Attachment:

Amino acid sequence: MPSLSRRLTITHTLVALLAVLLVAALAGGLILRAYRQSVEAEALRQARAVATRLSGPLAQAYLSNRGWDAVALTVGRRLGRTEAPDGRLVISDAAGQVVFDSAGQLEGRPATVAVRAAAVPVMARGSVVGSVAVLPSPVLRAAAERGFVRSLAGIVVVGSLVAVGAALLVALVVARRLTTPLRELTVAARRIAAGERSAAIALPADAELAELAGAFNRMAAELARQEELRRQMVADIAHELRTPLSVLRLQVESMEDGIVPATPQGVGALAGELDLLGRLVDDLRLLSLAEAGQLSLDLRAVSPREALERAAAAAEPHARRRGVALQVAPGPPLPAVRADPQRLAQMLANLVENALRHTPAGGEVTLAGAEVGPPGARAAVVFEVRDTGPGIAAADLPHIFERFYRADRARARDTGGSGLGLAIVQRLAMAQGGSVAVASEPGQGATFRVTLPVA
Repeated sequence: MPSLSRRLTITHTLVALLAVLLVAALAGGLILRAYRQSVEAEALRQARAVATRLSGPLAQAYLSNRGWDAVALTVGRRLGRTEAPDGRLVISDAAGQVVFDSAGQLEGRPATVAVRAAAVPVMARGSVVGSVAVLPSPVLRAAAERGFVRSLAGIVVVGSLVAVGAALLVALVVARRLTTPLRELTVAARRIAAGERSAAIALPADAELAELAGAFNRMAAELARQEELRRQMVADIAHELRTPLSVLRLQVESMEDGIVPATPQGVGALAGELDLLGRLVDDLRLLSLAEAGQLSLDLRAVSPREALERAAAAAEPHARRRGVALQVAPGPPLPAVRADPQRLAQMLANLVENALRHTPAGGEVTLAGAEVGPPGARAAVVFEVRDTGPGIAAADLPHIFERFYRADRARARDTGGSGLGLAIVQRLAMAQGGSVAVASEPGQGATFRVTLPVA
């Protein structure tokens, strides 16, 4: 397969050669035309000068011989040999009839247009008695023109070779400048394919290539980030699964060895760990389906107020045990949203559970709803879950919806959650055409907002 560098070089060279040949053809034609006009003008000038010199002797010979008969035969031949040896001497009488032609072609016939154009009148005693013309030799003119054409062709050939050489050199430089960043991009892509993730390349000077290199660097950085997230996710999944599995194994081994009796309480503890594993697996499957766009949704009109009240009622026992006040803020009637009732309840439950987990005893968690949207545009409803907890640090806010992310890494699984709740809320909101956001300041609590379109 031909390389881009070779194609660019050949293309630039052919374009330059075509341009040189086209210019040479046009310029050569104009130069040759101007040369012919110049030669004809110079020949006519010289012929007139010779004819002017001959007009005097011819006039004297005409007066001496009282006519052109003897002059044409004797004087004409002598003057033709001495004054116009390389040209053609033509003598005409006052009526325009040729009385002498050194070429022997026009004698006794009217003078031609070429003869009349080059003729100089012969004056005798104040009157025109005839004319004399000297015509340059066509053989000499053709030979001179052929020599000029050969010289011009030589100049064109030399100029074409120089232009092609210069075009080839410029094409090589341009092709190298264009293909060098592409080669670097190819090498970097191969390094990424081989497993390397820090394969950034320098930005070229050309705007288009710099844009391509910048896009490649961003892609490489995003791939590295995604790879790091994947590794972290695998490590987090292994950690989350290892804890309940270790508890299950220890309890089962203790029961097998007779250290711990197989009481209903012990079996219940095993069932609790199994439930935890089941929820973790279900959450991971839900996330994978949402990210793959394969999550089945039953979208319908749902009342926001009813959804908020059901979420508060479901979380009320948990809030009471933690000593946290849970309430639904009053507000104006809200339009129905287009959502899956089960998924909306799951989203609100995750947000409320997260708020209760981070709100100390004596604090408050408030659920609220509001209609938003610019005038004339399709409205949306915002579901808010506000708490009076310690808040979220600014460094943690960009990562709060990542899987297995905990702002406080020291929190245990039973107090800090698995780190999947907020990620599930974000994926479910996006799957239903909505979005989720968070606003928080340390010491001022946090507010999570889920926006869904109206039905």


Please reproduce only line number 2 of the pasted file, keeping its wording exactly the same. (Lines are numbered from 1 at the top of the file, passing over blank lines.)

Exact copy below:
Repeated sequence: MPSLSRRLTITHTLVALLAVLLVAALAGGLILRAYRQSVEAEALRQARAVATRLSGPLAQAYLSNRGWDAVALTVGRRLGRTEAPDGRLVISDAAGQVVFDSAGQLEGRPATVAVRAAAVPVMARGSVVGSVAVLPSPVLRAAAERGFVRSLAGIVVVGSLVAVGAALLVALVVARRLTTPLRELTVAARRIAAGERSAAIALPADAELAELAGAFNRMAAELARQEELRRQMVADIAHELRTPLSVLRLQVESMEDGIVPATPQGVGALAGELDLLGRLVDDLRLLSLAEAGQLSLDLRAVSPREALERAAAAAEPHARRRGVALQVAPGPPLPAVRADPQRLAQMLANLVENALRHTPAGGEVTLAGAEVGPPGARAAVVFEVRDTGPGIAAADLPHIFERFYRADRARARDTGGSGLGLAIVQRLAMAQGGSVAVASEPGQGATFRVTLPVA